Grant user permissions to a view but the base tables live in another database

  • I have two databases on the same server.  I have a service account I want to have access to SELECT off some view in the "Staging" database.  The view calls on tables in our Finance database.  If I run the SELECT as myself or other "normal" users it works fine because those accounts have access to the base tables in the other database.

    The tables in the Finance database are owned by the FinaceUser account (it's a vendor system and the AD account created for it to run under, and it created the tables in the database when the software was installed and ran its create database scripts).

    Is there anyway around this other than creating a schema in my Staging database that is also owned by the FinaceUser account?  What options do I have to resolve this?

    Granting access to the base tables in the Finance database is not an option.  I could just make a stored procedure to call instead and wrap it with EXECUTE AS but I really would prefer to use views for this.

    Thank you for your help!

    EDIT: The service account has been granted SELECT permissions on the views in the Staging database.

    Presently, I get the expected error
    Msg 916, Level 14, State 1, Line 2
    The server principal "domain\MyServiceAccount" is not able to access the database "Finance" under the current security context.

    • This topic was modified 2 months ago by  Maxer.
  • First I would think would be to try this:

    GRANT SELECT ON dbo.view_name TO [domain\account];

    GRANT SELECT ON dbo.view_name2 ...


    SQL DBA,SQL Server MVP(07, 08, 09) A socialist is someone who give you the shirt off *someone else's* back.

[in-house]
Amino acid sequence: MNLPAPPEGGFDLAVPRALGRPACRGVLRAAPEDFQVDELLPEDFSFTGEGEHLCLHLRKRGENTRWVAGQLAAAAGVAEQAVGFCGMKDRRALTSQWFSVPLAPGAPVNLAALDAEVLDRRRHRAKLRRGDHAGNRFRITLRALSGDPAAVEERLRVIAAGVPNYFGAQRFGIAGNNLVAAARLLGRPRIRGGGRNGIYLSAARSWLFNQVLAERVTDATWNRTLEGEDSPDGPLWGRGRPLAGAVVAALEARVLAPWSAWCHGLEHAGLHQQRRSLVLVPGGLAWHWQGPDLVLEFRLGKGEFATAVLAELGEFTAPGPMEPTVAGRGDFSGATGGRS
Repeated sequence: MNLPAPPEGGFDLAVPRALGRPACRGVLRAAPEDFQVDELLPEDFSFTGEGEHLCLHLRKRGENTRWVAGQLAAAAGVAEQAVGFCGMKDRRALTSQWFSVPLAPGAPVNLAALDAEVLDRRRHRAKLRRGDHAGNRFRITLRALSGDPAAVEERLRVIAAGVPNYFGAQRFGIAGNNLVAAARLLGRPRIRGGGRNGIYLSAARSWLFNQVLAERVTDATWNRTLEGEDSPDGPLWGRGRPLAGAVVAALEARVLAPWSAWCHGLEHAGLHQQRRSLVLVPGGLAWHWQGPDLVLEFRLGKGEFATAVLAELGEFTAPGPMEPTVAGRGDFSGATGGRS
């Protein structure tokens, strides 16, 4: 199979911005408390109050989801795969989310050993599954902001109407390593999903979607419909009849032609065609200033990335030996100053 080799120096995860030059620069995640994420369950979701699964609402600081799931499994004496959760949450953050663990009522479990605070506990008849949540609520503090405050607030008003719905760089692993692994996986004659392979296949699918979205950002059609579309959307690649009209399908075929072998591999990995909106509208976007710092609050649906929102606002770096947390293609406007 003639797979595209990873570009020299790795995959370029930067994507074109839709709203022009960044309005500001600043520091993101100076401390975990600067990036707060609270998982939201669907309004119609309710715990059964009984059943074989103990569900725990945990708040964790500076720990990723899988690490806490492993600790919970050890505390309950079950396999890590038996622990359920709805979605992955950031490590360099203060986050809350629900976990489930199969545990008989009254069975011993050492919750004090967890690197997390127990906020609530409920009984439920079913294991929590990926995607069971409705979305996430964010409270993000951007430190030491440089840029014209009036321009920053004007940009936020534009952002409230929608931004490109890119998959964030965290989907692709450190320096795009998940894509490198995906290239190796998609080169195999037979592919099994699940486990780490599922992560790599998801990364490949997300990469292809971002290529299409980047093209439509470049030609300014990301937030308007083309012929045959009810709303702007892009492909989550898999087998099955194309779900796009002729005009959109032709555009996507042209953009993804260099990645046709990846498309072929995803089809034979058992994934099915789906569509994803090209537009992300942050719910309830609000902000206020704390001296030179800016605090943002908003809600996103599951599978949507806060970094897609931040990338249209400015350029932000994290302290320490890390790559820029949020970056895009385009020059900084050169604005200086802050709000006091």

• Good point I should have been more clear.

    The service account has SELECT permissions granted to the views in question.

  • As ownership chaining only  works within a database, with a view you will either have to create domain\MyServiceAccount as a user in the Finance database with SELECT permission on the tables or use Impersonation, TRUSTWORTHY, or Cross-DB Ownership Chaining. Please be aware of the following:

    If you use a SP, or the anti-pattern of a multi-statement TVF, then module signing can be used. This is mentioned in the above link but there is more detail here:


  • Thank you, that is most helpful.

    I was really hoping for a "magic" work around, and I wanted to be "lazy" and avoid module signing.

    HOWEVER, as you said, that really is the best practice.  I need to suck it up and do that!

    Thank you for your help!

  • "Granting access to the base tables in the Finance database is not an option."

    I had a similar problem with one of my databases and I just created a view in the target database and only gave the login select rights on that. If they query the view they can see the data but if they try and query the tables underlying the view, or any other tables, they get a select permissions denied error.

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